Applying New York law, the United States District Court for the Southern District of New York has held that, because a subpoena duces tecum previously issued to the insured by a post-judgment creditor of a non-insured entity was not a “Claim” against the insured, the subpoena and a later-filed lawsuit against the insured could not qualify as “Related Claims” deemed first made when the subpoena was issued. Protective Specialty Ins. Co. v. Castle Title Ins. Agency, Inc., 2020 WL 550700 (S.D.N.Y. Feb. 3, 2020). The court also held that the “warranty exclusion” in the application for the policy (in which the insured warranted that it was “not aware of any incident or circumstance which may result in a claim”) did not bar coverage for the lawsuit, even though the insured failed to disclose the subpoena in the application.

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The United States District Court for the Western District of New York, applying New York law, held that an insurer did not owe a fiduciary duty to its insured when the insured was represented by independent defense counsel, nor did the insurer breach its contractual duties to its insured in paying defense costs, which ultimately exhausted the policy limit.  Korn v. Federal Ins. Co., 2019 WL 4277187 (W.D.N.Y. Sept 10, 2019).

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The United States Bankruptcy Court for the District of Massachusetts has held that a third party claimant’s breach of contract claim could proceed against an insurance broker where the third party’s claims against the insured were known to the broker before the broker procured additional insurance that effectively reduced the amount of coverage available.  In re GlassHouse Techs., 2019 WL 2477430 (Bankr. D. Mass. May 31, 2019).

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Applying New York law, a Delaware state court has held that an insurer owed its insured a duty to defend because the factual allegations in two underlying lawsuits arguably involved the insured’s performance of “Professional Services” and no exclusion applied to otherwise bar coverage.  Steadfast Ins. Co. v. DBI Servs., LLC, 2019 WL 2613195 (Del. Super. Ct. June 24, 2019).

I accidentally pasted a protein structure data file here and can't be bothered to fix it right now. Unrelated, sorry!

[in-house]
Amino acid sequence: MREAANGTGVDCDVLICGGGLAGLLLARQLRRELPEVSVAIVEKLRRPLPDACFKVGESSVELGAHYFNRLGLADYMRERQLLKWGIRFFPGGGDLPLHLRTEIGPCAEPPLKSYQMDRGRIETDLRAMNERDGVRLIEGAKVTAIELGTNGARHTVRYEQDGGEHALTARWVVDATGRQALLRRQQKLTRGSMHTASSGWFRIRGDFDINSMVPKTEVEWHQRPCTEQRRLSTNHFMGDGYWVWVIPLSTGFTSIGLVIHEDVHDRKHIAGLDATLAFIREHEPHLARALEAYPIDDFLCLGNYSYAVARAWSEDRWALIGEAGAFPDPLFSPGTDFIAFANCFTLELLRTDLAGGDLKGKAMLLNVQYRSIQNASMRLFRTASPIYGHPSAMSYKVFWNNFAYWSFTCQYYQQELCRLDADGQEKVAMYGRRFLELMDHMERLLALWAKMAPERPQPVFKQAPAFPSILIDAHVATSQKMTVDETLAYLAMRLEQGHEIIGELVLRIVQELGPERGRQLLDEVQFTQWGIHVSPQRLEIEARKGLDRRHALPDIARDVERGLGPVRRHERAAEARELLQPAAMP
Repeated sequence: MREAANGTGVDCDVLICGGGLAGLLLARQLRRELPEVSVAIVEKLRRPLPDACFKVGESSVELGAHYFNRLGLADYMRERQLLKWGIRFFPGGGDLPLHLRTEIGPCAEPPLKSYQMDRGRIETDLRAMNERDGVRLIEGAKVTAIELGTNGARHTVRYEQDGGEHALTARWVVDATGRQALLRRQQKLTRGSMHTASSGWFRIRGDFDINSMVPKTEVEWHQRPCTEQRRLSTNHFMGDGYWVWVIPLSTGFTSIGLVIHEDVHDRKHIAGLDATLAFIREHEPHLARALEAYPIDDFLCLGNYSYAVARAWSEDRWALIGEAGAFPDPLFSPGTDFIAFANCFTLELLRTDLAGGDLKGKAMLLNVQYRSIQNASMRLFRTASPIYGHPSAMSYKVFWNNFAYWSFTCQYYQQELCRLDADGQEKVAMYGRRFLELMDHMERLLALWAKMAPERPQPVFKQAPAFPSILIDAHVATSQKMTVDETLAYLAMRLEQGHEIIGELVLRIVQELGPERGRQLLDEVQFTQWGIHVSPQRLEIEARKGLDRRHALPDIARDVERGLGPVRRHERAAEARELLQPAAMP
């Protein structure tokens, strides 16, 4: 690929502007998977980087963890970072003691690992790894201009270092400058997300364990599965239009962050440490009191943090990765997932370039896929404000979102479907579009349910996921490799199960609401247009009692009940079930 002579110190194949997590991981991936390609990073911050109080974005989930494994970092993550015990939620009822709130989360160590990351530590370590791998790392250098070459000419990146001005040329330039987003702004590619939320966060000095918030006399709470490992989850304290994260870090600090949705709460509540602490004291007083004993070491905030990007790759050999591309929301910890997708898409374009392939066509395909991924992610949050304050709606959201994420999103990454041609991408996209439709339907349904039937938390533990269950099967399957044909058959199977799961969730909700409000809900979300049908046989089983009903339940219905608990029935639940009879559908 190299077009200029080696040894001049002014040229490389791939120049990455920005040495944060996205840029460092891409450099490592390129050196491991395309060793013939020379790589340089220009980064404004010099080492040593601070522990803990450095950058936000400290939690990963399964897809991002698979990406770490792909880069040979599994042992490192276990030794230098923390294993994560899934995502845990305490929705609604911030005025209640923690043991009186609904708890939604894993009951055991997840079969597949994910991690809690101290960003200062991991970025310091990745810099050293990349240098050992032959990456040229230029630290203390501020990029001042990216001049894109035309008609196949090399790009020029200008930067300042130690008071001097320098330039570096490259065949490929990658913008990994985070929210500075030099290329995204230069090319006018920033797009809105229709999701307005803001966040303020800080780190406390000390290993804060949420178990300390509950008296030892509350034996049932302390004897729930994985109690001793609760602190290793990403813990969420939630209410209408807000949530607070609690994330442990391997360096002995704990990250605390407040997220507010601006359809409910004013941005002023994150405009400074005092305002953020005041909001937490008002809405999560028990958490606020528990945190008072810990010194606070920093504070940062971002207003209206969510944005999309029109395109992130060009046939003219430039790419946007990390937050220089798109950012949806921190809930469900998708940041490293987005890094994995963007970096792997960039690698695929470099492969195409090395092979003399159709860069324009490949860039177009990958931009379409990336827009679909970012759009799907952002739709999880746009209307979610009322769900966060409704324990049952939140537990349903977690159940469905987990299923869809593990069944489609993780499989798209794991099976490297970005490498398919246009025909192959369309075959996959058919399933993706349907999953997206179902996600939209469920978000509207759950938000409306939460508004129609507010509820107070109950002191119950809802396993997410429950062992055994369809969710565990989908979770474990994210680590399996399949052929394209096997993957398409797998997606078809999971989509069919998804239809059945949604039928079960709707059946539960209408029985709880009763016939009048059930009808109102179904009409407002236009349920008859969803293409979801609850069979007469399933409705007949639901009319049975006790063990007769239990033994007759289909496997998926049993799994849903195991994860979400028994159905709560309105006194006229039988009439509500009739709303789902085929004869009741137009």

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The United States Court of Appeals for the Second Circuit, applying New York law, has held that a warranty executed before the inception of an excess directors and officers liability policy precluded coverage for a Securities and Exchange Commission (SEC) action because the insured knew of the SEC’s “escalating” investigation before the warranty was signed.  Patriarch Partners, LLC v. AXIS Ins. Co., 2018 WL 6431024 (2d Cir. Dec. 6, 2018).

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A New York appellate court has held that a $140 million disgorgement payment by an insured broker-dealer to the U.S. Securities and Exchange Commission does not constitute insurable loss even though the payment did not disgorge the insured’s own ill-gotten gains, but rather those of its customers.  J.P. Morgan Secs. Inc. v. Vigilant Ins. Co., 2018 WL 4494692 (N.Y. App. Div. Sept. 20, 2018).

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A New York state court, applying New York law, has held that an insurer was not entitled to summary judgment based on a prior and pending litigation exclusion because the insurer could not establish that the prior investigation shared a common fact, circumstance, situation, transaction or event with the matter at issue or that any such commonality was “underlying” the prior investigation.  Freedom Specialty Ins. Co. v. Platinum Mtmg. (NY), LLC, 2018 WL 4334216 (N.Y. Sup. Ct., N.Y. Cty. Sept. 10, 2018).  The court instead entered judgment for the insureds.

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